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$RTP$ : Let's examine a $2^n⋅2^n$ square. Show by induction, that if we remove one block from this square, then the remaining square can be covered with...

.. these squares in such a manner that the images do not overlap each other.

$Solution$ : The remaining square can be covered, if the product $2^n⋅2^n-1$ is divisible by 3 for all $n∈N$, i.e our statement to prove by induction is$$3∣2^n⋅2^n-1$$ Lets show the base case is true, $n=1$. That is $3∣3$ which is true. Assume true for $n=k$ and show it's true for $n=k+1$, where $k∈N$. So we assume that$$3∣2^k⋅2^k-1$$ is true. Now let's take a look at $n=k+1$ $$3∣2^{k+1}⋅2^{k+1}-1$$$$3∣(2^{k}⋅2)⋅(2^{k}⋅2)-1$$$$3∣2^{k}⋅2^k-1⋅2⋅2$$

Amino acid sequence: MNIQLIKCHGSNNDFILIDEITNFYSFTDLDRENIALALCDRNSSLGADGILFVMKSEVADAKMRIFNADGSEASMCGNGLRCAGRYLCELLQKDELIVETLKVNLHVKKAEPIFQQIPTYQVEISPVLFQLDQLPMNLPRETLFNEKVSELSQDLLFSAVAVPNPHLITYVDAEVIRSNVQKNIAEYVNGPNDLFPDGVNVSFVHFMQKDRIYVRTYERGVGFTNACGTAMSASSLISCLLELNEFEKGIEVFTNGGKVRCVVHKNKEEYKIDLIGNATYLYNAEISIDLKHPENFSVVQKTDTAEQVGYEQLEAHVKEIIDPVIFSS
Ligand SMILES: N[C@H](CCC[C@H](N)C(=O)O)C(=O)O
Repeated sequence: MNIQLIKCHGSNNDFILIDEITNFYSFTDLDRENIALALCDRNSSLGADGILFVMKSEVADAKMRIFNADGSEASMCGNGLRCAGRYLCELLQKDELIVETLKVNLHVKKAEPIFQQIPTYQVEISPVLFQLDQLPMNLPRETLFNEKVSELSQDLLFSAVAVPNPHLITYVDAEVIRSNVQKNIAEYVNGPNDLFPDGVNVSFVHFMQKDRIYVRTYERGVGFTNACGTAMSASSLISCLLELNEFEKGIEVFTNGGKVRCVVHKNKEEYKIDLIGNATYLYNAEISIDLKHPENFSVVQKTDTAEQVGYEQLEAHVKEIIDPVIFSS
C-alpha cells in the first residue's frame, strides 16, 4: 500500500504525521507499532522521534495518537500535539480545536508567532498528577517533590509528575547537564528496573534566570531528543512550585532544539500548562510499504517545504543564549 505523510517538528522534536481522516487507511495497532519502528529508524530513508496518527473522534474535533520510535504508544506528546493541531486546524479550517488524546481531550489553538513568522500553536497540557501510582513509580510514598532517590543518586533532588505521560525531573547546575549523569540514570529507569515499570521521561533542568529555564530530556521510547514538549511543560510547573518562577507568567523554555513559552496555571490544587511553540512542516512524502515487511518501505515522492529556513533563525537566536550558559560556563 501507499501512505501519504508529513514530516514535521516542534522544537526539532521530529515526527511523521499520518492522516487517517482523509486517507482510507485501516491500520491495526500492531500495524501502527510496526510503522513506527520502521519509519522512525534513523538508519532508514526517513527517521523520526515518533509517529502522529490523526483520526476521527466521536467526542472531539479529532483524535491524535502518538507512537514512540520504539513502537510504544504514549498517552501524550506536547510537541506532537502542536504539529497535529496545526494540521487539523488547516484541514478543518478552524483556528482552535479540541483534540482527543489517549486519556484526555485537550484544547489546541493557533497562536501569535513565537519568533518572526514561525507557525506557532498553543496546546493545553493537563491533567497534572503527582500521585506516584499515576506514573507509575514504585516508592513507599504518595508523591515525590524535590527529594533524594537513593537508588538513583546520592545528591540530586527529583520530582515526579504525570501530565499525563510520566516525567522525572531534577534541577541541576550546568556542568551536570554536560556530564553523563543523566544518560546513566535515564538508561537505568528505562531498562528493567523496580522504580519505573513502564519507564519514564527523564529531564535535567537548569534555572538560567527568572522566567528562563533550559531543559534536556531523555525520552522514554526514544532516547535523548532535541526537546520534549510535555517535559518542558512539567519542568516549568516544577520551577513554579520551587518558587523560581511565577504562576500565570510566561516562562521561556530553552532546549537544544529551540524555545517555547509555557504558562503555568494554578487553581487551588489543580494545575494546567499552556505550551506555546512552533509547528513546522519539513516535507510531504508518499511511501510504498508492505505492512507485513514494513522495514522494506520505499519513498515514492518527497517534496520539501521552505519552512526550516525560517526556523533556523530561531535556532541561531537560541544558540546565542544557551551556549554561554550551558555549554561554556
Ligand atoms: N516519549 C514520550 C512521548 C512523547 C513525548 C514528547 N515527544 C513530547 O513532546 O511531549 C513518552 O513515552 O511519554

Based on our assumption, we can say that $2^k ⋅2^k -1$ is divisible by 3. Now if we multiple this by $2⋅2$ it will still be divisible by 3. Thus our statement is true by induction. Is this correct? I'm unsure about my analysis of the remaining square.

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No, it is not correct. It assumes that if, after removing a square from the bord, the number of remaing squares is a multiple of $3$, then the board (minus the removed square) can be tiled with those pieces that you have mentioned. This is not true in general. If you have a $5\times5$ board from which you remove a square from the second row, then the remaining squares cannot by tiled in that way, in spite of the fact that there are $24(=8\times3)$ such squares.

You will find here a proof of the statement that you want to prove.

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